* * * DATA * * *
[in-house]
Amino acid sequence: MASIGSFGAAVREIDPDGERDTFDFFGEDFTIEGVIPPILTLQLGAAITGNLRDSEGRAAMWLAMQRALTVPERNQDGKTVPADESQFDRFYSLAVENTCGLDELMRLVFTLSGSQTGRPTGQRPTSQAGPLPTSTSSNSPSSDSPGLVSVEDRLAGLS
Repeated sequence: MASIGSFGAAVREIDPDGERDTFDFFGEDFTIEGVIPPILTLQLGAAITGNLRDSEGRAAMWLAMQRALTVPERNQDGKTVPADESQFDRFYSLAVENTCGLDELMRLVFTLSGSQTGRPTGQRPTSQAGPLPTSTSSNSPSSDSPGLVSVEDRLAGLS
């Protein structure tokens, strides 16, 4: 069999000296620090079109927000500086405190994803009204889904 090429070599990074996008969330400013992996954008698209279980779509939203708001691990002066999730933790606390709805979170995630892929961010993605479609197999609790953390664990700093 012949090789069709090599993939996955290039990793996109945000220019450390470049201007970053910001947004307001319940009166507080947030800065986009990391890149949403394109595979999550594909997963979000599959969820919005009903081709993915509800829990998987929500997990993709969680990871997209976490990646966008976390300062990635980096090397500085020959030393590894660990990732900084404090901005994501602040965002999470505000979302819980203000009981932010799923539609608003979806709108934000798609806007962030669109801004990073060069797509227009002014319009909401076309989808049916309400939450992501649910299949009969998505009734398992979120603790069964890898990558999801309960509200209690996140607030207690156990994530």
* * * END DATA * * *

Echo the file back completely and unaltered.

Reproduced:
[in-house]
Amino acid sequence: MASIGSFGAAVREIDPDGERDTFDFFGEDFTIEGVIPPILTLQLGAAITGNLRDSEGRAAMWLAMQRALTVPERNQDGKTVPADESQFDRFYSLAVENTCGLDELMRLVFTLSGSQTGRPTGQRPTSQAGPLPTSTSSNSPSSDSPGLVSVEDRLAGLS
Repeated sequence: MASIGSFGAAVREIDPDGERDTFDFFGEDFTIEGVIPPILTLQLGAAITGNLRDSEGRAAMWLAMQRALTVPERNQDGKTVPADESQFDRFYSLAVENTCGLDELMRLVFTLSGSQTGRPTGQRPTSQAGPLPTSTSSNSPSSDSPGLVSVEDRLAGLS
């Protein structure tokens, strides 16, 4: 069999000296620090079109927000500086405190994803009204889904 090429070599990074996008969330400013992996954008698209279980779509939203708001691990002066999730933790606390709805979170995630892929961010993605479609197999609790953390664990700093 012949090789069709090599993939996955290039990793996109945000220019450390470049201007970053910001947004307001319940009166507080947030800065986009990391890149949403394109595979999550594909997963979000599959969820919005009903081709993915509800829990998987929500997990993709969680990871997209976490990646966008976390300062990635980096090397500085020959030393590894660990990732900084404090901005994501602040965002999470505000979302819980203000009981932010799923539609608003979806709108934000798609806007962030669109801004990073060069797509227009002014319009909401076309989808049916309400939450992501649910299949009969998505009734398992979120603790069964890898990558999801309960509200209690996140607030207690156990994530």